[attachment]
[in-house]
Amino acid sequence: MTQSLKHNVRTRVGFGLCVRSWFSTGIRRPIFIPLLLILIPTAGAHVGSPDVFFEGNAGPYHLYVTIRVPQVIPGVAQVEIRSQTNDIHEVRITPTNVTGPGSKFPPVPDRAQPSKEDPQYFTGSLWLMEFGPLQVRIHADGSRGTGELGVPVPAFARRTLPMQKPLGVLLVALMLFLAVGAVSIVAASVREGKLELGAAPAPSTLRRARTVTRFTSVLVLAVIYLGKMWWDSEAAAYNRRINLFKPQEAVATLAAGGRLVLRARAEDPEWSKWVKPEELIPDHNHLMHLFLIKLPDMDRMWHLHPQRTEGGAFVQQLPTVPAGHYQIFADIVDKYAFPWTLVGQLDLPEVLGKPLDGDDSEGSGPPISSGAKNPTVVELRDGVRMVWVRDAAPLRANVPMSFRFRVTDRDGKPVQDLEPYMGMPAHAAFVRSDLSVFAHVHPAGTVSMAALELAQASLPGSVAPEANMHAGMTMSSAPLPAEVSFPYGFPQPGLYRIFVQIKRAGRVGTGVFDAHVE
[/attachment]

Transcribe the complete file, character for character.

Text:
[in-house]
Amino acid sequence: MTQSLKHNVRTRVGFGLCVRSWFSTGIRRPIFIPLLLILIPTAGAHVGSPDVFFEGNAGPYHLYVTIRVPQVIPGVAQVEIRSQTNDIHEVRITPTNVTGPGSKFPPVPDRAQPSKEDPQYFTGSLWLMEFGPLQVRIHADGSRGTGELGVPVPAFARRTLPMQKPLGVLLVALMLFLAVGAVSIVAASVREGKLELGAAPAPSTLRRARTVTRFTSVLVLAVIYLGKMWWDSEAAAYNRRINLFKPQEAVATLAAGGRLVLRARAEDPEWSKWVKPEELIPDHNHLMHLFLIKLPDMDRMWHLHPQRTEGGAFVQQLPTVPAGHYQIFADIVDKYAFPWTLVGQLDLPEVLGKPLDGDDSEGSGPPISSGAKNPTVVELRDGVRMVWVRDAAPLRANVPMSFRFRVTDRDGKPVQDLEPYMGMPAHAAFVRSDLSVFAHVHPAGTVSMAALELAQASLPGSVAPEANMHAGMTMSSAPLPAEVSFPYGFPQPGLYRIFVQIKRAGRVGTGVFDAHVE